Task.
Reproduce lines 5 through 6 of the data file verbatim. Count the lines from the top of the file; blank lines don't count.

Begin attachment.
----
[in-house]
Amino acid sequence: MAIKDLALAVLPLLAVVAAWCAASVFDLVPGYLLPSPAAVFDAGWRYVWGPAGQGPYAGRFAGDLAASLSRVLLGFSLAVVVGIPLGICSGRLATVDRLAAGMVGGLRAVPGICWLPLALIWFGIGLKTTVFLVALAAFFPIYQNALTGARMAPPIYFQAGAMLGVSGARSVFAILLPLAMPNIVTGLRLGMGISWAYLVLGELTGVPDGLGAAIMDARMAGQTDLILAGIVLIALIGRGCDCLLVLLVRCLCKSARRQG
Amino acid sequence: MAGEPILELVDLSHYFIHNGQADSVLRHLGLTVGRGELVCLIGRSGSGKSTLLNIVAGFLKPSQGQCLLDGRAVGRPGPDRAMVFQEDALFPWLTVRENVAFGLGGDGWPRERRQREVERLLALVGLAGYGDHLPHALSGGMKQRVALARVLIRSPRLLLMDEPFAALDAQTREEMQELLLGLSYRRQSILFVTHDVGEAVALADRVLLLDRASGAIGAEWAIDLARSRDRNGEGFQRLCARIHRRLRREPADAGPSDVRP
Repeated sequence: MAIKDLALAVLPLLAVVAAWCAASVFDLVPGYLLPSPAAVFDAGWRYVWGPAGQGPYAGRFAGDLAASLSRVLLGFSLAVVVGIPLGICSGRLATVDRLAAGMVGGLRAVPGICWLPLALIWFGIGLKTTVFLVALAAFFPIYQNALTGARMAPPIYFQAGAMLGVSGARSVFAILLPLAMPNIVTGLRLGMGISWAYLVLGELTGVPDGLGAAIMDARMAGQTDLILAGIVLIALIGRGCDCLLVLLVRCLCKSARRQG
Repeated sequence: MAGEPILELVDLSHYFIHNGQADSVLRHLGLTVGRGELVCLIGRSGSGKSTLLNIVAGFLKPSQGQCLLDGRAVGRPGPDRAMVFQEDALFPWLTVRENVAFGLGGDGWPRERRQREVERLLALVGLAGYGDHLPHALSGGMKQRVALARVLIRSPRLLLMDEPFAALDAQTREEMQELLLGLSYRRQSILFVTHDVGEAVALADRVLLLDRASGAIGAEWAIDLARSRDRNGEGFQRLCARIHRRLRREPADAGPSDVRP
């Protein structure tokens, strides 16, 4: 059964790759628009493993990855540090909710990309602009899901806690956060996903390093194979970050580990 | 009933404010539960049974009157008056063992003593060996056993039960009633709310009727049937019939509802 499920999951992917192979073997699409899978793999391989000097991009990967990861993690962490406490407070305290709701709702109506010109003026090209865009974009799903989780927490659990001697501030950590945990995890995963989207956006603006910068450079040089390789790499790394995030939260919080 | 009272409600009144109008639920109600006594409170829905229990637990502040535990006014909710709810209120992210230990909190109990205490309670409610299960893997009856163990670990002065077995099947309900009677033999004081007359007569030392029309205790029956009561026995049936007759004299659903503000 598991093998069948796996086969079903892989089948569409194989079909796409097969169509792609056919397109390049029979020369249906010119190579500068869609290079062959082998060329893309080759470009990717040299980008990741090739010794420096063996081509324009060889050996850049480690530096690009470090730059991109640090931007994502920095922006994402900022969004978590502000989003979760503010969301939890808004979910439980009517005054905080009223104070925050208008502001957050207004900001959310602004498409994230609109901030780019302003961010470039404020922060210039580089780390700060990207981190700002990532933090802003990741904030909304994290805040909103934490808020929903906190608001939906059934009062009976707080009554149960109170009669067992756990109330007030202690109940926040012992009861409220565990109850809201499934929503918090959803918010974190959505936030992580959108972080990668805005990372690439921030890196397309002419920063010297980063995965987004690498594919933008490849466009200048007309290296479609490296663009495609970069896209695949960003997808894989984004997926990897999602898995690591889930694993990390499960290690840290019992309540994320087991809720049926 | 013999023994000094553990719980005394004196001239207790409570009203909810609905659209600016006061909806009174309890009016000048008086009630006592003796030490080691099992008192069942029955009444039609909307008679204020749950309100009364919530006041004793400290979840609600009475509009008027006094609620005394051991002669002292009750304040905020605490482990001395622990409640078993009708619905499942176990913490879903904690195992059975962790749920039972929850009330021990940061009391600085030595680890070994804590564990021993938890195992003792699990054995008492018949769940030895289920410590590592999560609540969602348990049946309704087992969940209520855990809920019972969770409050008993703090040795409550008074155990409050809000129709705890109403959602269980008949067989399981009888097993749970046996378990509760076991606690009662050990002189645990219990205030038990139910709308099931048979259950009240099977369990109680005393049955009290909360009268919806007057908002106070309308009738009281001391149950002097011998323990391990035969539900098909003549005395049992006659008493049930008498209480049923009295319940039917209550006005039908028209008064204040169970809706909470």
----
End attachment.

Repeated sequence: MAGEPILELVDLSHYFIHNGQADSVLRHLGLTVGRGELVCLIGRSGSGKSTLLNIVAGFLKPSQGQCLLDGRAVGRPGPDRAMVFQEDALFPWLTVRENVAFGLGGDGWPRERRQREVERLLALVGLAGYGDHLPHALSGGMKQRVALARVLIRSPRLLLMDEPFAALDAQTREEMQELLLGLSYRRQSILFVTHDVGEAVALADRVLLLDRASGAIGAEWAIDLARSRDRNGEGFQRLCARIHRRLRREPADAGPSDVRP
């Protein structure tokens, strides 16, 4: 059964790759628009493993990855540090909710990309602009899901806690956060996903390093194979970050580990 | 009933404010539960049974009157008056063992003593060996056993039960009633709310009727049937019939509802 499920999951992917192979073997699409899978793999391989000097991009990967990861993690962490406490407070305290709701709702109506010109003026090209865009974009799903989780927490659990001697501030950590945990995890995963989207956006603006910068450079040089390789790499790394995030939260919080 | 009272409600009144109008639920109600006594409170829905229990637990502040535990006014909710709810209120992210230990909190109990205490309670409610299960893997009856163990670990002065077995099947309900009677033999004081007359007569030392029309205790029956009561026995049936007759004299659903503000 598991093998069948796996086969079903892989089948569409194989079909796409097969169509792609056919397109390049029979020369249906010119190579500068869609290079062959082998060329893309080759470009990717040299980008990741090739010794420096063996081509324009060889050996850049480690530096690009470090730059991109640090931007994502920095922006994402900022969004978590502000989003979760503010969301939890808004979910439980009517005054905080009223104070925050208008502001957050207004900001959310602004498409994230609109901030780019302003961010470039404020922060210039580089780390700060990207981190700002990532933090802003990741904030909304994290805040909103934490808020929903906190608001939906059934009062009976707080009554149960109170009669067992756990109330007030202690109940926040012992009861409220565990109850809201499934929503918090959803918010974190959505936030992580959108972080990668805005990372690439921030890196397309002419920063010297980063995965987004690498594919933008490849466009200048007309290296479609490296663009495609970069896209695949960003997808894989984004997926990897999602898995690591889930694993990390499960290690840290019992309540994320087991809720049926 | 013999023994000094553990719980005394004196001239207790409570009203909810609905659209600016006061909806009174309890009016000048008086009630006592003796030490080691099992008192069942029955009444039609909307008679204020749950309100009364919530006041004793400290979840609600009475509009008027006094609620005394051991002669002292009750304040905020605490482990001395622990409640078993009708619905499942176990913490879903904690195992059975962790749920039972929850009330021990940061009391600085030595680890070994804590564990021993938890195992003792699990054995008492018949769940030895289920410590590592999560609540969602348990049946309704087992969940209520855990809920019972969770409050008993703090040795409550008074155990409050809000129709705890109403959602269980008949067989399981009888097993749970046996378990509760076991606690009662050990002189645990219990205030038990139910709308099931048979259950009240099977369990109680005393049955009290909360009268919806007057908002106070309308009738009281001391149950002097011998323990391990035969539900098909003549005395049992006659008493049930008498209480049923009295319940039917209550006005039908028209008064204040169970809706909470």